A common strategy in military history is that of “divide and conquer.” Many smaller forces have used this strategy successfully against a larger and superior enemy. It is successful because, having divided the larger force, an inferior force can now fight against a force similar in size and power, giving it a better chance of victory.
This strategy has been a “go-to” strategy for the enemy of God and His people – Satan. Satan began to utilize this strategy very soon after the establishment of the Church. Very early in church history it is seen how divisions had become very common. The church in the city of Corinth is a prime example from the New Testament, though not the only one.
This church located at Corinth were made up of many smaller groups of believers, what is known as “house churches.” There were multiple reasons that caused these divisions. Some of those reasons were the following of different teachers, socio-economic, and theological stances, among others, but the result of each reason was the same; the people of God in the city of Corinth were fractured and divided, when what they should have been was united.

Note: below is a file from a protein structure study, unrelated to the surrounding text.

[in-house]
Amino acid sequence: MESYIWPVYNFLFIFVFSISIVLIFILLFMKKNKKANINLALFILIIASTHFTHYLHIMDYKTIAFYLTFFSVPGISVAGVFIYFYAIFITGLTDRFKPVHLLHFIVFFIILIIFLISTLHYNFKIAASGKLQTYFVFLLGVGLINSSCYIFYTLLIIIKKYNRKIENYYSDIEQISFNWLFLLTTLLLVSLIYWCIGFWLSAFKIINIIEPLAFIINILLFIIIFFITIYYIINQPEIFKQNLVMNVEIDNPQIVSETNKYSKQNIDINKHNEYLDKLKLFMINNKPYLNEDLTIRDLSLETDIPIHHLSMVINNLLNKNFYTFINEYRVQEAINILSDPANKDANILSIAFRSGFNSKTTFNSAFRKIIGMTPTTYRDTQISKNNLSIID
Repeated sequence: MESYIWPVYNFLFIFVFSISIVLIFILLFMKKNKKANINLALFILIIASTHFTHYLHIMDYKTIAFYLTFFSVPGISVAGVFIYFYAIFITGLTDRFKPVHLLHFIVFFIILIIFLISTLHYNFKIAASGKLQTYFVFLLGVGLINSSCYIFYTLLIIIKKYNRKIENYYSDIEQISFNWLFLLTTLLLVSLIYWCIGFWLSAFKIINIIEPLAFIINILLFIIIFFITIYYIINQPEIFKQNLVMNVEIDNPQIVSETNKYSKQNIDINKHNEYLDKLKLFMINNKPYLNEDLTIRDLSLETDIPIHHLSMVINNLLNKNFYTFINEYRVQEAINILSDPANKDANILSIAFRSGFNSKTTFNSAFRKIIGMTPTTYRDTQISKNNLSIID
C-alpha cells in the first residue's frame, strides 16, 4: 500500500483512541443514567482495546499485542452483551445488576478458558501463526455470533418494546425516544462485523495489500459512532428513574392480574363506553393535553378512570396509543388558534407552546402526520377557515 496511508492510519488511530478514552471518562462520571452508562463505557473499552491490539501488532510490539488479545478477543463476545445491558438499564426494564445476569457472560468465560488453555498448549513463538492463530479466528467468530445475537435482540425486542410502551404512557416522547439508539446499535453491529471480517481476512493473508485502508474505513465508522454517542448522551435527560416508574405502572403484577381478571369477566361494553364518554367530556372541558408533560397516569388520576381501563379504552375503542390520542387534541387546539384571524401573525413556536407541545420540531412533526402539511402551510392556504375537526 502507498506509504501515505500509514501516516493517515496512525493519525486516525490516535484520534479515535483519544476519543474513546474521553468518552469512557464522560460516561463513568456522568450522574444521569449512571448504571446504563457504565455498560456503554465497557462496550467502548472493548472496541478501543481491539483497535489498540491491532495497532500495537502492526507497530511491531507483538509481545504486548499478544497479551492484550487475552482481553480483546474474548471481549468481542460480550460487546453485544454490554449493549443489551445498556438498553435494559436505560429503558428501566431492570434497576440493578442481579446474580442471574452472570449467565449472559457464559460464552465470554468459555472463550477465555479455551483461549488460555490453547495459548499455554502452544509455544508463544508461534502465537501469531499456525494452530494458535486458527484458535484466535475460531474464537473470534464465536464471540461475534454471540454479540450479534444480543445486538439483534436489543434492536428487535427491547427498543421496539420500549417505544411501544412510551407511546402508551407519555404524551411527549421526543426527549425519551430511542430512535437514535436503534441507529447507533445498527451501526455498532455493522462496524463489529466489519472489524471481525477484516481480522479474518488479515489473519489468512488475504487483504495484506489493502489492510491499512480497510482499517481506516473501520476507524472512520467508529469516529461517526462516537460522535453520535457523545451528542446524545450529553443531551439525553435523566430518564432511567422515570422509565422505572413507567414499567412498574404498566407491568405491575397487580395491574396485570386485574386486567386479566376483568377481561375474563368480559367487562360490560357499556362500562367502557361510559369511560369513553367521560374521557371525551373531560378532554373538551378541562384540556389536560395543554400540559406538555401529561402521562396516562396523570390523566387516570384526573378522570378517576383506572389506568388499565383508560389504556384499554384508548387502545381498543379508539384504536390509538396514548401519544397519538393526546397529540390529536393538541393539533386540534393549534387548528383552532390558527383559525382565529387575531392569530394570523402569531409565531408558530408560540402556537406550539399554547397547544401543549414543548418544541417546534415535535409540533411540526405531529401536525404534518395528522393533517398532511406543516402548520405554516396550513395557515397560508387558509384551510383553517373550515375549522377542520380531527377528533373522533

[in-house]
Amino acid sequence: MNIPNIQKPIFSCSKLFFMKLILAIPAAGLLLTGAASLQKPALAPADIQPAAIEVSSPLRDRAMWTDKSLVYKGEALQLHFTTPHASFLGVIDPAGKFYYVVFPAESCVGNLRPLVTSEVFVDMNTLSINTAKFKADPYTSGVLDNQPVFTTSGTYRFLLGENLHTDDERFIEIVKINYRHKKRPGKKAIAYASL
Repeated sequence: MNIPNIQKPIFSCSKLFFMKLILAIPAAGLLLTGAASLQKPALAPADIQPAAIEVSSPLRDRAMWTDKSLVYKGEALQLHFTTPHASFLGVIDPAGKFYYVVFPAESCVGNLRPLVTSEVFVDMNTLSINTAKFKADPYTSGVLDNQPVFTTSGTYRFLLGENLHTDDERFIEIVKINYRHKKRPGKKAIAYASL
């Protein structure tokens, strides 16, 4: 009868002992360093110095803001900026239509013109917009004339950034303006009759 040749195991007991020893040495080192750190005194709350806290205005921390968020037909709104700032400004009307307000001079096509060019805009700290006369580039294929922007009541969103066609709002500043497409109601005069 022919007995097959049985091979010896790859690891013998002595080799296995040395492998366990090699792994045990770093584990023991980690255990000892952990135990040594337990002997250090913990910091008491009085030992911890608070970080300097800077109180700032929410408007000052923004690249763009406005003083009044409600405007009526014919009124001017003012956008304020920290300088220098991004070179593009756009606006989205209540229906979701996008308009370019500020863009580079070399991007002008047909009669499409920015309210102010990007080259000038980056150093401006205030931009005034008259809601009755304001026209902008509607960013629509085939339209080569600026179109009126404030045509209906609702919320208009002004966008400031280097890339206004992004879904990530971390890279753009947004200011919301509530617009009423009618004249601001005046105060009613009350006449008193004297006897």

When there are divisions present among the people of God in a city, perfection will not occur. It is impossible, for one of the signs of perfection, or maturity, of believers is the level of unity present with other believers in a certain area and region, working together as the body of Christ in order to impact the kingdom of God in both quantity and quality.
Unfortunately, it cannot be said that the problem of disunity ended with the close of the New Testament. Divisions among God’s people are just as common today as in the New Testament. And because that is the case, the enemy is winning the battle for the hearts and souls and minds of people.